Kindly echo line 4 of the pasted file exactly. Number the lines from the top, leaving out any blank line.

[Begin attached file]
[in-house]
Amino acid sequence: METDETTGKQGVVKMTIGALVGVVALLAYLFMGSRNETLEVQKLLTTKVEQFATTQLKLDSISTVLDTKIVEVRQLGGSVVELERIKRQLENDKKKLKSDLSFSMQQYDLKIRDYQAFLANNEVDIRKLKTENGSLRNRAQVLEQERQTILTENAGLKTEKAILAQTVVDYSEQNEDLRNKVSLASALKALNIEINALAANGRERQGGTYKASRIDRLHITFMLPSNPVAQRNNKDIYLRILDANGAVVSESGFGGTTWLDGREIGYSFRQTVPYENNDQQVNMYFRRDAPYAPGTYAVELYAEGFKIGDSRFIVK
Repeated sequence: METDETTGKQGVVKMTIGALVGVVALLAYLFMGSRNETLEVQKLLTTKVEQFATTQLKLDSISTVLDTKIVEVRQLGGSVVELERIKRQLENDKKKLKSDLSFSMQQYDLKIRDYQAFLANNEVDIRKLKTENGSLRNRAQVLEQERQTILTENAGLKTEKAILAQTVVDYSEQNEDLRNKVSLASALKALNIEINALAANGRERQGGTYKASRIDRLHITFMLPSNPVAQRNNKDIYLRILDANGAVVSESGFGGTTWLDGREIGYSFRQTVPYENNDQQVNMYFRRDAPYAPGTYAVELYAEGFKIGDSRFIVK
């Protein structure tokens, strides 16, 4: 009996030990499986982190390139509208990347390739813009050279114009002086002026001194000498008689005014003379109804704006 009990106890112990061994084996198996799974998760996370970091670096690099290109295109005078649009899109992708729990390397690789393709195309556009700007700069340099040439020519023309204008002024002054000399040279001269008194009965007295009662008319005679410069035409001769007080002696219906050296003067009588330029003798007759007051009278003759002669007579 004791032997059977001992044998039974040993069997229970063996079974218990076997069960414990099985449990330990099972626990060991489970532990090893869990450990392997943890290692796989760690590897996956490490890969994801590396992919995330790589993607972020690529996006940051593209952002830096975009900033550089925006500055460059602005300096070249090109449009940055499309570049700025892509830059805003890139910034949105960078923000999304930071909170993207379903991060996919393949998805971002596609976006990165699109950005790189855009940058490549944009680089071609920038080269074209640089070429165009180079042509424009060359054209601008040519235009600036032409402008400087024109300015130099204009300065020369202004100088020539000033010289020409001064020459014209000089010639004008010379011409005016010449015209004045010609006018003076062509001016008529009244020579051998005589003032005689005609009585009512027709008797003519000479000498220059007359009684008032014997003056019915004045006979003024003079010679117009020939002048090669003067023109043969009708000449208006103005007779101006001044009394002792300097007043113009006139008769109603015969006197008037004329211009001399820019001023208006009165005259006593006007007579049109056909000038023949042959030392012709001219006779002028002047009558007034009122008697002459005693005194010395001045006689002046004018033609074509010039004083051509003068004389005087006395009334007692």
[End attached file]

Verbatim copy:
């Protein structure tokens, strides 16, 4: 009996030990499986982190390139509208990347390739813009050279114009002086002026001194000498008689005014003379109804704006 009990106890112990061994084996198996799974998760996370970091670096690099290109295109005078649009899109992708729990390397690789393709195309556009700007700069340099040439020519023309204008002024002054000399040279001269008194009965007295009662008319005679410069035409001769007080002696219906050296003067009588330029003798007759007051009278003759002669007579 004791032997059977001992044998039974040993069997229970063996079974218990076997069960414990099985449990330990099972626990060991489970532990090893869990450990392997943890290692796989760690590897996956490490890969994801590396992919995330790589993607972020690529996006940051593209952002830096975009900033550089925006500055460059602005300096070249090109449009940055499309570049700025892509830059805003890139910034949105960078923000999304930071909170993207379903991060996919393949998805971002596609976006990165699109950005790189855009940058490549944009680089071609920038080269074209640089070429165009180079042509424009060359054209601008040519235009600036032409402008400087024109300015130099204009300065020369202004100088020539000033010289020409001064020459014209000089010639004008010379011409005016010449015209004045010609006018003076062509001016008529009244020579051998005589003032005689005609009585009512027709008797003519000479000498220059007359009684008032014997003056019915004045006979003024003079010679117009020939002048090669003067023109043969009708000449208006103005007779101006001044009394002792300097007043113009006139008769109603015969006197008037004329211009001399820019001023208006009165005259006593006007007579049109056909000038023949042959030392012709001219006779002028002047009558007034009122008697002459005693005194010395001045006689002046004018033609074509010039004083051509003068004389005087006395009334007692």